Landscapes are the three dimensional expression of Nature; they should stand on their own merit, says Albert Knapp. For a successful landscape photograph the American tries to capture a sense of power, tension and mystery – the grandeur of our planet’s magnificence and the awe that it inspires in the viewer.
Your series is called Sand, Ice, Rocks, Water. Is this a homage to the elements?
It is a homage to the main elements of Nature untouched by human hand. Art rather than artifice. I do not feel that we must surrender to Nature, but rather that we can commune with and connect to Nature.
What does Nature mean to you?
Nature is the totality of the complex and intricate reality of planet Earth. From the macrocosmic to the microcosmic, I am interested in the dynamic relationships between living organisms and their inorganic environments, how they interact in any given moment and also change over time. My photographs of the reflections of trees in the water are an example of this. I see landscapes that others may find stark and barren – but to me reveal the elegance and majesty of Nature’s forces, how the wind sculpts massive sand dunes, how light plays against the many facets of an iceberg shaped by water. I try to capture the infinity of textures, patterns and colors in the natural world. Geometry is the overriding theme in these images: shape, line, curves, form.
Where did you create these images?
The images begin in my mind. Some were created in my own backyard – literally the lake on our property in Southern Connecticut where, in every season, I have witnessed the cycle of color and light reflected in the water. For others I have traveled to some of the most remote places on Earth, the deep Sahara desert, Namibia, Death Valley and the White Sands of New Mexico. For ice I have traveled from the Far North above the Arctic Circle in Canada, Iceland, Greenland, to the opposite pole in two separate trips to the Antarctic. In my mind I go everywhere, and when I arrive in person, I use the camera to create the images I have pre-visualized.
Is there a certain longing hidden in your work?
Yes. I long to reveal the utter beauty and grandeur of place. I long for the preservation of the wildness and untainted purity of Earth’s vast variety.
Next to all the beauty that your images convey there is also the symbol of power…
The power of the landscape will always persist; but sadly I am very attuned to how humanity has threatened so much that is beautiful and grand on our planet. The impact of climate change has been devastating. Yet it has also revealed an ever more powerful response from nature: earthquakes, wildfires, tempests and tornadoes, floods and droughts. Human folly has altered the landscape and now Nature is responding very powerfully.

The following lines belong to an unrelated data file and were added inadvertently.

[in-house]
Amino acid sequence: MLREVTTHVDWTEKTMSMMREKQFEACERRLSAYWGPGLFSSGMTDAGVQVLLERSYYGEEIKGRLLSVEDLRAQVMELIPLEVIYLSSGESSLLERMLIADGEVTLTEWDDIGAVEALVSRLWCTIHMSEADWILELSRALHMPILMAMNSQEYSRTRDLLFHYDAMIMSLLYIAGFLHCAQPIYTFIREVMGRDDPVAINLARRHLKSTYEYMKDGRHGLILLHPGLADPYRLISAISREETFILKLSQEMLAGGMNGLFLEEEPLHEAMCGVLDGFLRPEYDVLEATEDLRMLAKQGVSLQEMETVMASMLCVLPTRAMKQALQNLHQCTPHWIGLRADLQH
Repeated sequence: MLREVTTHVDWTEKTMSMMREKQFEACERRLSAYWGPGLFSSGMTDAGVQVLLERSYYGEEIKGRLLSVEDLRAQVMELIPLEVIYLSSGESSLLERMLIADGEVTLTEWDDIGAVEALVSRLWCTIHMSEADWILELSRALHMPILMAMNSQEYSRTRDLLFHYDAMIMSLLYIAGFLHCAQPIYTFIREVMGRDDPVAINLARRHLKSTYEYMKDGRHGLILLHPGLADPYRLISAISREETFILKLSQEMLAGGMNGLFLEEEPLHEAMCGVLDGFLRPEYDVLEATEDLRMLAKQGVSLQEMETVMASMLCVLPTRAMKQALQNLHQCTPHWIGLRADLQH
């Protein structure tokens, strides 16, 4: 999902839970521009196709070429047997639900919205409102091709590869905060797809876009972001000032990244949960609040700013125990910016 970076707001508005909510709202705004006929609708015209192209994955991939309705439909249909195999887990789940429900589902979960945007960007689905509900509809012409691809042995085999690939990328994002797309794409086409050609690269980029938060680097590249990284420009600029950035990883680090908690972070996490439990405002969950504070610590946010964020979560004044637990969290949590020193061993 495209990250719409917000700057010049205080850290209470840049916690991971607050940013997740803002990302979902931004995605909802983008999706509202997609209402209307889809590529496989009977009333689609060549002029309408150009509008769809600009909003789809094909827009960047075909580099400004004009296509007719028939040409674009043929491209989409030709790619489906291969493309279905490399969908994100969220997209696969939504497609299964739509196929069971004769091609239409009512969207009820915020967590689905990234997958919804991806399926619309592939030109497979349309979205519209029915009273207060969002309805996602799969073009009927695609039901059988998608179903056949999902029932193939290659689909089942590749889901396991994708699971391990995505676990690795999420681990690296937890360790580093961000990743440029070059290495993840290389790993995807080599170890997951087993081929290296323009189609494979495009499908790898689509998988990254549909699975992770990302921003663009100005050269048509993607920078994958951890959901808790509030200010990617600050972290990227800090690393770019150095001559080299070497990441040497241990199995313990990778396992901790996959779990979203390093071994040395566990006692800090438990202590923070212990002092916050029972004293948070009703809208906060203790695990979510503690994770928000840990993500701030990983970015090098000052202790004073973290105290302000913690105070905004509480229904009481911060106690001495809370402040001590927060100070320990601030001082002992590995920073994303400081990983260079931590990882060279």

Should we understand your series as a kind of appeal to humanity to better take care of Nature?
I do wish to show how Nature, left alone, is most enrapturing and thought provoking. In silence and solitude we have more time and space to reflect inwardly, and also outwardly, with respect to our relationship to our surroundings. In my photographic travels I have come to truly appreciate how seriously we must take our responsibility to be stewards of the environment; not to preserve it unchanged, but to allow the Earth to continue to evolve without the disastrous and harmful meddling of humans.
You are an MD by profession. How did you get into photography?
I have always been fascinated by the visual. I grew up in a home surrounded by art and art lovers. At the age 5 I was given my first still camera, and graduated to a Bolex-Paillard 8mm movie camera in 1964 at the age of nine. I eventually returned to 35mm photography in the 1970s and 80s with the Nikon F and later the F2 before switching over to Leica. The change to Leica was transformative, as the lens quality is second to none. Also in my medical work I always use the highest quality equipment. It is essential to me that the tools allow me to see clearly and precisely, and to capture the images without aberration.
Is there a link between your profession and your love for photographic detail?
I do endoscopic procedures, visualizing the interior of the gastrointestinal tract. My work is essentially visual and optics are very important in being able to interpret what is seen through the scope, to recognize normal anatomy and abnormalities, in order to diagnose and treat properly. I do think that my way of seeing professionally and in my photography are very much linked. I have to know first in my own head what I must see, and then interpret what the lens delivers.
You’ve worked with Leica since the 80s… How did you experience this development – and what is your photographic approach?
I started with the R8 and the M6 TTL. As both lines evolved, so did I. I went to the M7 and in 2009 the M8. The M9 and M10 surely followed. As to the R series, I got the R9 and eventually the R9-DMR. I enjoyed the SLR but was ecstatic when the S2 came out. I sold all my equipment and purchased an S2 in 2010. Eventually the S006 and S007 followed.
The pictures of this series were all done with the S cameras and lenses. As far as my technique, there is minimal work in Lightroom and Photoshop. While I enjoy manipulating pictures, I believe that landscapes should stand on their own merit.
Albert Bruce Knapp was born in 1955 in New York, where he works as a Professor of Medicine at NYU School of Medicine. He has owned a camera since the age of five, and in his photography he looks for balance, for movement within the stillness, for a feeling of connection between all things. His Sand, Ice, Rocks, Water series conveys his personal vision of landscapes.